"Yes, I agree," he replied. "I feel ashamed about it ..." He described how the Foreign Office manipulated a willing media. "We would control access to the foreign secretary as a form of reward to journalists. If they were critical, we would not give them the goodies of trips around the world. We would feed them factoids of sanitized intelligence, or we'd freeze them out."

In the buildup to the 2003 invasion, according to studies by the University of Wales and Media Tenor, the BBC followed the Blair government's line and lies and restricted airtime to those opposing the invasion. When Andrew Gilligan famously presented a dissenting report on "Today," he and a director-general were crushed.

The truth about the criminal bloodbath in Iraq cannot be "countered" indefinitely. Neither can "our" support for the medievalists in Saudi Arabia, the nuclear-armed predators in Israel, the new military fascists in Egypt and the jihadist "liberators" of Syria, whose propaganda is now BBC news. There will be a reckoning - not just for the Blairs, Straws and Campbells, but for those paid to keep the record straight.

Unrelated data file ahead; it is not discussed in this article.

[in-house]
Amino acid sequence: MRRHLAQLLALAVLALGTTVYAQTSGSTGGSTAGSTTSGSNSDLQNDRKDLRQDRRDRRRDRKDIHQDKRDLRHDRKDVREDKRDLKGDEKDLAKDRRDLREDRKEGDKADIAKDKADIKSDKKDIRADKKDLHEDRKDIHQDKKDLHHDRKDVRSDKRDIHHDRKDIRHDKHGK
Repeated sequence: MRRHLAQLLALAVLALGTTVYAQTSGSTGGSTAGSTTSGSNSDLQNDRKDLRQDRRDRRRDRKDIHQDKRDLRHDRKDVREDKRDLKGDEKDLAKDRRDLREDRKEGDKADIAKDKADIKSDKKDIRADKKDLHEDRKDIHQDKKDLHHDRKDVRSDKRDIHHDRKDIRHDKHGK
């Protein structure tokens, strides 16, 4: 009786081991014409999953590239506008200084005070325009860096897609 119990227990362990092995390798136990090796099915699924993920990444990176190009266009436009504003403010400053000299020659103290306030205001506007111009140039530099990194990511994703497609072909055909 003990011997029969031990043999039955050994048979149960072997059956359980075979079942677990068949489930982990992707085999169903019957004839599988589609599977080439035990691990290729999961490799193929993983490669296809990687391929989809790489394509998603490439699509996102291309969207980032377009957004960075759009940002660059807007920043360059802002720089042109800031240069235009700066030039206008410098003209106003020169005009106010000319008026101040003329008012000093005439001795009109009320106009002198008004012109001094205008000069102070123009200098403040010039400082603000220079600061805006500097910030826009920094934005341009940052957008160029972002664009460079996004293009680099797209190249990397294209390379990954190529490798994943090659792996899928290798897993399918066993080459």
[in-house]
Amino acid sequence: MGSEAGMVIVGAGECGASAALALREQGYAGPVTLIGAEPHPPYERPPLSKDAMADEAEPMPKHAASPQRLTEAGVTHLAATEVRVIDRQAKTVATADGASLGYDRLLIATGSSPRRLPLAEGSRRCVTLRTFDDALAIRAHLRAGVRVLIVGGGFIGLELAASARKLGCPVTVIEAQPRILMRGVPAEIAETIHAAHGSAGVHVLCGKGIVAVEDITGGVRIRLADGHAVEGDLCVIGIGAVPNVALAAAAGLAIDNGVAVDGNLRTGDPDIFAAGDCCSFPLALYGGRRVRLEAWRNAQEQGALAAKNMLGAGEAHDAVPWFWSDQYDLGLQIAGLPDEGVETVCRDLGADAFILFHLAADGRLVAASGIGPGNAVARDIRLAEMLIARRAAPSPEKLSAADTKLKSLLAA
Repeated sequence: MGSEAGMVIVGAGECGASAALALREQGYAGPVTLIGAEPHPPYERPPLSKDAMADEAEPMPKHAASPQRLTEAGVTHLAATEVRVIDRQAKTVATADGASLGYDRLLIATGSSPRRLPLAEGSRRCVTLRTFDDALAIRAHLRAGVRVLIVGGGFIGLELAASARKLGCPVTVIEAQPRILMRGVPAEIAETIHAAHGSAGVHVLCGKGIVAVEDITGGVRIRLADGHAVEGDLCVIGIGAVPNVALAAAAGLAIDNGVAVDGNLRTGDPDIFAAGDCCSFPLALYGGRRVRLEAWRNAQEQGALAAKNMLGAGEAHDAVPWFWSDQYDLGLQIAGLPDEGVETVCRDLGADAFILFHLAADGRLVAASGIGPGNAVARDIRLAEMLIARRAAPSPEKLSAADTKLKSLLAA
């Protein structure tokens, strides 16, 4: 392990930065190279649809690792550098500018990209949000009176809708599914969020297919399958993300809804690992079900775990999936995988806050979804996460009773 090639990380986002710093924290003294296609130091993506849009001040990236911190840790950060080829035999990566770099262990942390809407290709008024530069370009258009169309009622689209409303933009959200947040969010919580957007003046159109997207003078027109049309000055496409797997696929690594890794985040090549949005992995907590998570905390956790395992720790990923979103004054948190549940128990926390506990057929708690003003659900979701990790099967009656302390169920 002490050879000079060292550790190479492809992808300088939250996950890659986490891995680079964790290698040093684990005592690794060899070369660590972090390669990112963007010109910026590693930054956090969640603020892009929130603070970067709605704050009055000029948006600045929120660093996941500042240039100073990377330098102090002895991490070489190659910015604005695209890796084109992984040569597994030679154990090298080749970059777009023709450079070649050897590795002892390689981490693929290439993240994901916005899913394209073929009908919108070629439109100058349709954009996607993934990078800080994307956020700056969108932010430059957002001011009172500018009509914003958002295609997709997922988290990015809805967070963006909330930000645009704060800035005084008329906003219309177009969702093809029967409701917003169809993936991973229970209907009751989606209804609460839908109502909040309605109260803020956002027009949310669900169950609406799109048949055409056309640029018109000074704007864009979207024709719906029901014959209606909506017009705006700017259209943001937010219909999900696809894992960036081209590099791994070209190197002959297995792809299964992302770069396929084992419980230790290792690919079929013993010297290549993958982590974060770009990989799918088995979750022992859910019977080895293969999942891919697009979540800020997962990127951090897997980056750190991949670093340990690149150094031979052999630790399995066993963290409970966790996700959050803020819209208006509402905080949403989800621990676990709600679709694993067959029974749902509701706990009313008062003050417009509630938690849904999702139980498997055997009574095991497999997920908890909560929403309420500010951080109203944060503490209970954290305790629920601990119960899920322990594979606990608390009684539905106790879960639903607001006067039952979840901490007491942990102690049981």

Copyright, Truthout.

[-] 1 points by LeoYo (5909) 4 years ago

Washington's Military Aid to Israel: Fake Peace Process, Real War Process

Monday, 10 February 2014 09:05 By Chase Madar, TomDispatch | News Analysis


We Americans have funny notions about foreign aid. Recent polls show that, on average, we believe 28% of the federal budget is eaten up by it, and that, in a time of austerity, this gigantic bite of the budget should be cut back to 10%. In actual fact, barely 1% of the federal budget goes to foreign aid of any kind.

In this case, however, truth is at least as strange as fiction. Consider that the top recipient of U.S. foreign aid over the past three decades isn’t some impoverished land filled with starving kids, but a wealthy nation with a per-head gross domestic product on par with the European Union average, and higher than that of Italy, Spain, or South Korea.